Leading the way for the film that is supposed to be one thing, ends up being another and yet is endlessly fascinating throughout, Wim Wenders’ Submergence is frustrating. In terms of the visual metaphors of submerging and diving, they’re used ad nauseam, but the bigger problem in the film seems to be the script. James McAvoy and Alicia Vikander make a charming couple, though in no way is she believable as a renowned professor. They have a meet-cute at a retreat (though McAvoy’s James is a bit of a stalker type), and have pretty people relations before the real world problems get in the way.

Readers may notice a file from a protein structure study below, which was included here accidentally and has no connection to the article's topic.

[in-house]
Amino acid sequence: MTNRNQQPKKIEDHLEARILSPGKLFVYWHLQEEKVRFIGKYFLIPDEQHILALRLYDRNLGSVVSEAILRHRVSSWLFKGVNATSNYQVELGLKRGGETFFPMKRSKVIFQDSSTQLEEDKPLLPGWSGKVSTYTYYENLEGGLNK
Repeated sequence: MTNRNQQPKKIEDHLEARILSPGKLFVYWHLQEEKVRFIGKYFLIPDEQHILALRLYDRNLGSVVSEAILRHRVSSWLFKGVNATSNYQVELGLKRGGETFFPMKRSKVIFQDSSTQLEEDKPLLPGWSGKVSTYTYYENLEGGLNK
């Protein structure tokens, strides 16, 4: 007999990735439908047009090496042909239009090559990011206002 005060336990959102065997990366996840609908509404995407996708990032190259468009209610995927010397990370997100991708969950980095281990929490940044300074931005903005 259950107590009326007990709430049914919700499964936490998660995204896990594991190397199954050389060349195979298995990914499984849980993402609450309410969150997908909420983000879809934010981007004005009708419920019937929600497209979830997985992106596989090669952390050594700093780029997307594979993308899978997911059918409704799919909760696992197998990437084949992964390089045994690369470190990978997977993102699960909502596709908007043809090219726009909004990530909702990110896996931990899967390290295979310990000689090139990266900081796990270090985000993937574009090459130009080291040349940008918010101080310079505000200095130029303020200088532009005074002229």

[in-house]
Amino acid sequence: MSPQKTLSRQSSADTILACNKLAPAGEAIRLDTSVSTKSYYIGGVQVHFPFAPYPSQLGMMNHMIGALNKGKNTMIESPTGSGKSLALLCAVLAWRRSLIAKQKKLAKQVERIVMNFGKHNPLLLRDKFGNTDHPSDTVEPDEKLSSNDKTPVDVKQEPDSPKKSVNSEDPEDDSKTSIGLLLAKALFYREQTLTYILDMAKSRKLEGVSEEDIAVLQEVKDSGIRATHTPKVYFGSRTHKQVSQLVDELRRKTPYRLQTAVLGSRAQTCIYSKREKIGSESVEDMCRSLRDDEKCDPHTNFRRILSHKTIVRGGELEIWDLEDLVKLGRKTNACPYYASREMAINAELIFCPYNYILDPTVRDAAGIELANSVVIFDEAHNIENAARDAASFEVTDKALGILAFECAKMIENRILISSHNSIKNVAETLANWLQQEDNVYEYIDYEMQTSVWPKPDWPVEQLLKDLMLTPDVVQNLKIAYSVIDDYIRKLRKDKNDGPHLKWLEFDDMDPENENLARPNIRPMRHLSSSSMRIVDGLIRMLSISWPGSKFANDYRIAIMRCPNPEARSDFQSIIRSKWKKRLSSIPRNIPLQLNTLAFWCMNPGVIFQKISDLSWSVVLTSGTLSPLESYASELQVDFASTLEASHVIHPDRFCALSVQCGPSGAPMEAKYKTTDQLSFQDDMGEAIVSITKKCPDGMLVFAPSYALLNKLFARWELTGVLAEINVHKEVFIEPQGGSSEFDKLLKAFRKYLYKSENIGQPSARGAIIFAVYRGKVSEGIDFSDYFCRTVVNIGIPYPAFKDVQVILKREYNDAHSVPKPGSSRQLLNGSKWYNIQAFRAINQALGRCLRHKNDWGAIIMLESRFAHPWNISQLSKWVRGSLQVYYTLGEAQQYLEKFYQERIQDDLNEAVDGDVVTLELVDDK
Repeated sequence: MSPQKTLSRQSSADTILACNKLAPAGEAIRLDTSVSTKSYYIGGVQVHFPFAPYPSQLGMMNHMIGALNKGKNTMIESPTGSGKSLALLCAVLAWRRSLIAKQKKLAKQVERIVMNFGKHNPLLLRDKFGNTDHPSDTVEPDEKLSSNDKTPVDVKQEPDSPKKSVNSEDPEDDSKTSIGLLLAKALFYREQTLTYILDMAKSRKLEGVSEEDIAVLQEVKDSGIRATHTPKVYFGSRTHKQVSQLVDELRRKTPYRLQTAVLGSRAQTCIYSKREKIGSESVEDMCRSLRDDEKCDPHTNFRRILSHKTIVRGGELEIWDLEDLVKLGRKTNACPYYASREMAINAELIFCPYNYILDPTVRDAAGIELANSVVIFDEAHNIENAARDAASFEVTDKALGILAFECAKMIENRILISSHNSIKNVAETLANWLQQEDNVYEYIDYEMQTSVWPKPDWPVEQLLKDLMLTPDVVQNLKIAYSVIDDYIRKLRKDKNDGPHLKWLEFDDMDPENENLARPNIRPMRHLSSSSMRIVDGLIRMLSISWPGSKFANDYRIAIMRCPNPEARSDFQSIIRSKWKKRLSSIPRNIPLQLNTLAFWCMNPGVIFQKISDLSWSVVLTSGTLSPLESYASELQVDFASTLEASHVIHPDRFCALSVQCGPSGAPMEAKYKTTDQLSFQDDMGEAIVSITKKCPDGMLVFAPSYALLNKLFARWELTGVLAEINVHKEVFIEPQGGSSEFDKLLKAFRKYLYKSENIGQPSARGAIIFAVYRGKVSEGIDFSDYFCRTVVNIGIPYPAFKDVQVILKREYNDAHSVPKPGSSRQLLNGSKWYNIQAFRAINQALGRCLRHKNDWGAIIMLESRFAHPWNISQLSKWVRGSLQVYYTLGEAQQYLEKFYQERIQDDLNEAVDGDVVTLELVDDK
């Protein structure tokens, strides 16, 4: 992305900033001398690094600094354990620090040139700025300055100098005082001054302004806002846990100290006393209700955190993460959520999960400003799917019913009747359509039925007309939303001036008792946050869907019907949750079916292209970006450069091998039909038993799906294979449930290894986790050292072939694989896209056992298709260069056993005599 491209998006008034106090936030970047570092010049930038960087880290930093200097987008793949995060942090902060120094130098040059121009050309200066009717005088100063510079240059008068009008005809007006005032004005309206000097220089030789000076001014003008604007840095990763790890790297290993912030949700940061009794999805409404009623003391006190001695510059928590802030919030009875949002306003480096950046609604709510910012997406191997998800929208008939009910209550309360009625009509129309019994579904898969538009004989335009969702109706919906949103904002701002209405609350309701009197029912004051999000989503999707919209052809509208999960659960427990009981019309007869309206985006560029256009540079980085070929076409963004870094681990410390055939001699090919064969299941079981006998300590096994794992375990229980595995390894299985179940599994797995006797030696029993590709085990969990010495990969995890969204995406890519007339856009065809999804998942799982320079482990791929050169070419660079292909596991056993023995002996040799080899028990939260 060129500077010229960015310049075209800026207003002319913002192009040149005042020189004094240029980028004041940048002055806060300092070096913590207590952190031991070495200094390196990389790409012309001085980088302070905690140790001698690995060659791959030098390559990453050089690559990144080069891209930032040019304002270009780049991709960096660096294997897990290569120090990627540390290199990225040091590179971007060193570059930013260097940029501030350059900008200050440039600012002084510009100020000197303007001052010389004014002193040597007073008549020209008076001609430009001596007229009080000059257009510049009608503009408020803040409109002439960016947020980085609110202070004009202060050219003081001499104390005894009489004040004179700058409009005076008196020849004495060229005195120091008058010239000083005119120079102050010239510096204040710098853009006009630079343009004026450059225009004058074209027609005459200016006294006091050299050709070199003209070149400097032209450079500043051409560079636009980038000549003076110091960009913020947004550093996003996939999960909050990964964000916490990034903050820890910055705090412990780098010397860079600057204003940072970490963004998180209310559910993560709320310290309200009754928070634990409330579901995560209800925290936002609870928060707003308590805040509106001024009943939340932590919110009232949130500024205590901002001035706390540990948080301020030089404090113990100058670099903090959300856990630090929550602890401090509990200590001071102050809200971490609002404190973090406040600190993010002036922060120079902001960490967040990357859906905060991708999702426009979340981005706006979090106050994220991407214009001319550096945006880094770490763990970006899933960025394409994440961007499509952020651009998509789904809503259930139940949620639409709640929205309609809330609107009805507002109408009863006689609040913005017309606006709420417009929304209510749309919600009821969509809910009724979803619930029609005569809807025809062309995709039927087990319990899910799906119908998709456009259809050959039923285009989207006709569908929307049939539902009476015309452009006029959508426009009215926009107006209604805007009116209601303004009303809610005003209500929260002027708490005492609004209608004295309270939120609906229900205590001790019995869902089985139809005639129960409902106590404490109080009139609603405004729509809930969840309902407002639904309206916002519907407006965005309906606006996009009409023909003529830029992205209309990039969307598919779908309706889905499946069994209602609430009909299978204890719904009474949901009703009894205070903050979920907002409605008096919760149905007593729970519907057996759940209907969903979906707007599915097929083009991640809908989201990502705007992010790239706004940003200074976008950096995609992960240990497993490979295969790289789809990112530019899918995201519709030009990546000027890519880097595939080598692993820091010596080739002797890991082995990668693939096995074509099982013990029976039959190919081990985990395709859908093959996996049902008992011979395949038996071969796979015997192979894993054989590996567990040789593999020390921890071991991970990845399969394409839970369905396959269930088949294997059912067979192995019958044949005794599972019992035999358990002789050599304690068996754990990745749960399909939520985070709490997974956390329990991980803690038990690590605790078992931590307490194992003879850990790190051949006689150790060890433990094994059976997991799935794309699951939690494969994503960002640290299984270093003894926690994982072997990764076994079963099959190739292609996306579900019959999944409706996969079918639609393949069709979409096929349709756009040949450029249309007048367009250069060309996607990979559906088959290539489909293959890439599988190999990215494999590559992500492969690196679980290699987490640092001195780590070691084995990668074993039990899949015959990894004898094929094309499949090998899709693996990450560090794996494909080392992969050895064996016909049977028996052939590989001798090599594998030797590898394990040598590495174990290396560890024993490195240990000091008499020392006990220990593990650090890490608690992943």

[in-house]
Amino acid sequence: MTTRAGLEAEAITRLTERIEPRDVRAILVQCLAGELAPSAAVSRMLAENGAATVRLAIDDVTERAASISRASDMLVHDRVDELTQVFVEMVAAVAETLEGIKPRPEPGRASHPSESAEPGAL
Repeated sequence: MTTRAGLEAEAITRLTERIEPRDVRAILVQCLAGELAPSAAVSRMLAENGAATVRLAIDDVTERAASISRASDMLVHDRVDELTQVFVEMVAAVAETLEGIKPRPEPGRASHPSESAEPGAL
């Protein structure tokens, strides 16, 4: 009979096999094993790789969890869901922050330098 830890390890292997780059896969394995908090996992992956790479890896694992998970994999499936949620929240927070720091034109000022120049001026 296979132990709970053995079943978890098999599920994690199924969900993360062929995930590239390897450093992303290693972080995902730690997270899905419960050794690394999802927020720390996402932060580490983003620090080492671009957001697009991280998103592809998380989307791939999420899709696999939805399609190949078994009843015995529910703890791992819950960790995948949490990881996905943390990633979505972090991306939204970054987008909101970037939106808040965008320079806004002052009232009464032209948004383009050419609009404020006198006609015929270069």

And though Vikander’s Danielle has a storyline verging on the ridiculous, McAvoy’s might be even more offensive, and there is little that Wenders, cinematographer Benoit Debîe or a prominent actor can do to stem the tide, so to speak. But it is still a watchable movie throughout and needless to say looks and sounds beautiful. But it’s a silly misfire for an acclaimed auteur and J.M. Ledgard’s book likely has a little more, um, depth.
Submergence opens in select theatres and is available on digital platforms on April 20th